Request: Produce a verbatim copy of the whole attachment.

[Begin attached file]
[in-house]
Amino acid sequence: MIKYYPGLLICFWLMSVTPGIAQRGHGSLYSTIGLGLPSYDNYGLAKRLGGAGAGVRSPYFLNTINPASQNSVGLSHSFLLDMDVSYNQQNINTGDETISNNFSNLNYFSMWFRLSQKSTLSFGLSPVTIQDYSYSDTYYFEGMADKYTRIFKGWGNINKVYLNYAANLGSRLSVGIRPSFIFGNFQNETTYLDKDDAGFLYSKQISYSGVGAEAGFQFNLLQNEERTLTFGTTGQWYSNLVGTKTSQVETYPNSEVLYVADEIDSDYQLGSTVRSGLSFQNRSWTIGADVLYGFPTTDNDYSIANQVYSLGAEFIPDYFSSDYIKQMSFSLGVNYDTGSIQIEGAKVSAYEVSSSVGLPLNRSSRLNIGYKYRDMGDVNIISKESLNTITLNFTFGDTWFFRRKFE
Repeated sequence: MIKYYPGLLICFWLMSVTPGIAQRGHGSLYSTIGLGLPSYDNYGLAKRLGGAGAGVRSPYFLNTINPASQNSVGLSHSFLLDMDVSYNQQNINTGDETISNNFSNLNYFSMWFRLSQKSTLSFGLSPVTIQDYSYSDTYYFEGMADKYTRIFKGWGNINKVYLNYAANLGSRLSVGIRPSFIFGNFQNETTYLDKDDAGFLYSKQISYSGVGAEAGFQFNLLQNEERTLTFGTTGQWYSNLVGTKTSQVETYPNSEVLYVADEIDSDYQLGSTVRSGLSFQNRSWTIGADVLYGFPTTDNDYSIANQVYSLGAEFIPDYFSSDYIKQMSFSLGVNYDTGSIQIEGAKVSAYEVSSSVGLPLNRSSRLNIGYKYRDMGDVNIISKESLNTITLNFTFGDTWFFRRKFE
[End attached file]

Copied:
[in-house]
Amino acid sequence: MIKYYPGLLICFWLMSVTPGIAQRGHGSLYSTIGLGLPSYDNYGLAKRLGGAGAGVRSPYFLNTINPASQNSVGLSHSFLLDMDVSYNQQNINTGDETISNNFSNLNYFSMWFRLSQKSTLSFGLSPVTIQDYSYSDTYYFEGMADKYTRIFKGWGNINKVYLNYAANLGSRLSVGIRPSFIFGNFQNETTYLDKDDAGFLYSKQISYSGVGAEAGFQFNLLQNEERTLTFGTTGQWYSNLVGTKTSQVETYPNSEVLYVADEIDSDYQLGSTVRSGLSFQNRSWTIGADVLYGFPTTDNDYSIANQVYSLGAEFIPDYFSSDYIKQMSFSLGVNYDTGSIQIEGAKVSAYEVSSSVGLPLNRSSRLNIGYKYRDMGDVNIISKESLNTITLNFTFGDTWFFRRKFE
Repeated sequence: MIKYYPGLLICFWLMSVTPGIAQRGHGSLYSTIGLGLPSYDNYGLAKRLGGAGAGVRSPYFLNTINPASQNSVGLSHSFLLDMDVSYNQQNINTGDETISNNFSNLNYFSMWFRLSQKSTLSFGLSPVTIQDYSYSDTYYFEGMADKYTRIFKGWGNINKVYLNYAANLGSRLSVGIRPSFIFGNFQNETTYLDKDDAGFLYSKQISYSGVGAEAGFQFNLLQNEERTLTFGTTGQWYSNLVGTKTSQVETYPNSEVLYVADEIDSDYQLGSTVRSGLSFQNRSWTIGADVLYGFPTTDNDYSIANQVYSLGAEFIPDYFSSDYIKQMSFSLGVNYDTGSIQIEGAKVSAYEVSSSVGLPLNRSSRLNIGYKYRDMGDVNIISKESLNTITLNFTFGDTWFFRRKFE